VATICAN CITY, MARCH 16, 2004 (Zenit.org).- The Holy See and a Catholic medical group have convoked a symposium to affirm that a patient does not lose his dignity or rights when in a so-called vegetative state.
This proposal was expressed today during a presentation in the Vatican press office for the international congress on “Life-Sustaining Treatments and the Vegetative State: Scientific Advances Ethical Dilemmas.”
The congress is organized and promoted by the World Federation of Catholic Medical Associations (FIAMC) and the Pontifical Academy for Life. It will be held in Rome this Wednesday through Saturday.
The meeting will gather 40 science reporters and 370 participants from 49 countries, including Saudi Arabia, Israel and Kazakhstan, at the Augustinianum Patristic Institute. Forty talks by scientific experts are scheduled, as well as 30 reports.
At the press conference, Bishop Elio Sgreccia, vice president of the Pontifical Council for Life, refuted the position “that when a person loses the use of reason, he or she ceases to be a person and then there is the possibility of interrupting feeding and hydration in order to facilitate his or her death.”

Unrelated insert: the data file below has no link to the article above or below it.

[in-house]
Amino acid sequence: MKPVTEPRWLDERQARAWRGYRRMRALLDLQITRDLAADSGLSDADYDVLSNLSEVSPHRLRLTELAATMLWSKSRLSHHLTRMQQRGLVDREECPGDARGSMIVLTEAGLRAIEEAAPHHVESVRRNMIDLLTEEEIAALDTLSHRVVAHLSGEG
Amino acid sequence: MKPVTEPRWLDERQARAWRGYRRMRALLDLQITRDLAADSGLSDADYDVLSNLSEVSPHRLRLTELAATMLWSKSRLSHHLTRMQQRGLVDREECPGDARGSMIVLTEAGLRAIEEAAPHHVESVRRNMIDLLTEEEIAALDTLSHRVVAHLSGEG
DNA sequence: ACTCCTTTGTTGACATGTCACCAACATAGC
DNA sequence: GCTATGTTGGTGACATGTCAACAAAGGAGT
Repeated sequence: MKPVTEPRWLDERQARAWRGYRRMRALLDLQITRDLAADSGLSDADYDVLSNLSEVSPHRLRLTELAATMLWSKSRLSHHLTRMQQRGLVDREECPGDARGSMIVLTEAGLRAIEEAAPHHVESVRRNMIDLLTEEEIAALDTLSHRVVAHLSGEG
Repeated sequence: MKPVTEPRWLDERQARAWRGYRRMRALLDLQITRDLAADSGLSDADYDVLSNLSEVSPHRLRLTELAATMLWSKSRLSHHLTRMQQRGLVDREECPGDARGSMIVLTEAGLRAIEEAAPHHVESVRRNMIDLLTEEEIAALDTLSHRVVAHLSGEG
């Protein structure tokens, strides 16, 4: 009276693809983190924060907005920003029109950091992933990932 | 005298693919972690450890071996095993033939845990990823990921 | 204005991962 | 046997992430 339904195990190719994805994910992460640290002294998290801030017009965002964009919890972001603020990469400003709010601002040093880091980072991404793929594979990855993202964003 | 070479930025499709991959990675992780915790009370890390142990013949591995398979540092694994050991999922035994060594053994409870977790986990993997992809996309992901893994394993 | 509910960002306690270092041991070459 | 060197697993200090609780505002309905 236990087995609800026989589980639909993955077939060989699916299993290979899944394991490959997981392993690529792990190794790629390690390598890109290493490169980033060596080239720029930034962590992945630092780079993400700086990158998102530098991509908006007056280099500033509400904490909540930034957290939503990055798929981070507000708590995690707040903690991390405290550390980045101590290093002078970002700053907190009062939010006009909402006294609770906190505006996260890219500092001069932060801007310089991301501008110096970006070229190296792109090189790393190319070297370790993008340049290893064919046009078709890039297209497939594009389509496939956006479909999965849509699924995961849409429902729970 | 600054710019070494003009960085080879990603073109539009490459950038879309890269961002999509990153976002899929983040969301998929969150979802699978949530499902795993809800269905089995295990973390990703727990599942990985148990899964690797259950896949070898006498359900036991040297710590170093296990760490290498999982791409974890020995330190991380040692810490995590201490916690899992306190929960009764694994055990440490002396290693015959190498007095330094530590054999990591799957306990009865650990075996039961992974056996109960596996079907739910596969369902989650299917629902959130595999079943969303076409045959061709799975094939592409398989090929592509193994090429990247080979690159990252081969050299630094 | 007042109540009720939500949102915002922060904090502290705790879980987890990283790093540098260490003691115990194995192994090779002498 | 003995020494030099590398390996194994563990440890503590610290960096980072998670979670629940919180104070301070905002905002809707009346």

“As long as there is life in the person, that person continues to exist in all of his or her dignity, with all of his or her soul,” said the bishop, who is director of the Bioethics Center of Rome’s University of the Sacred Heart.
This poses the question of the feeding and hydration of vegetative patients. Bishop Sgreccia said that it is a duty both from an ethical point of view — it makes possible the preservation of the good of life — as well as from a medical point of view, since in the present state of scientific knowledge, it is not possible to know ahead of time if these patients will be cured.
Gianluigi Gigli, president of FIAMC and director of the Department of Neurosciences of Santa Maria de la Misericordia Hospital of Udine, Italy, said that people in a vegetative state not be treated as “terminal patients.”
Cases analyzed scientifically have shown a margin of error of up to 43% in the diagnosis of patients, who in some cases have been cured after being unconscious for years, he said.
In some cases, patients have been condemned to die of hunger or thirst, in virtue of a deontological view that classifies these patients at a lower level than the rest of patients, Gigli lamented.
Bishop Sgreccia said that a person cannot deny himself food and water, through a will, should he fall into a vegetative state, as it would be “suicide.” At any rate, he added, a doctor is not obliged to violate the deontological code itself, nor can he consider himself a simple executor of such a will.
At the end of the press conference, Gigli presented a CD-ROM published by the Federation of Catholic Doctors, in Italian and English, which gathers all John Paul II’s addresses on health and medicine.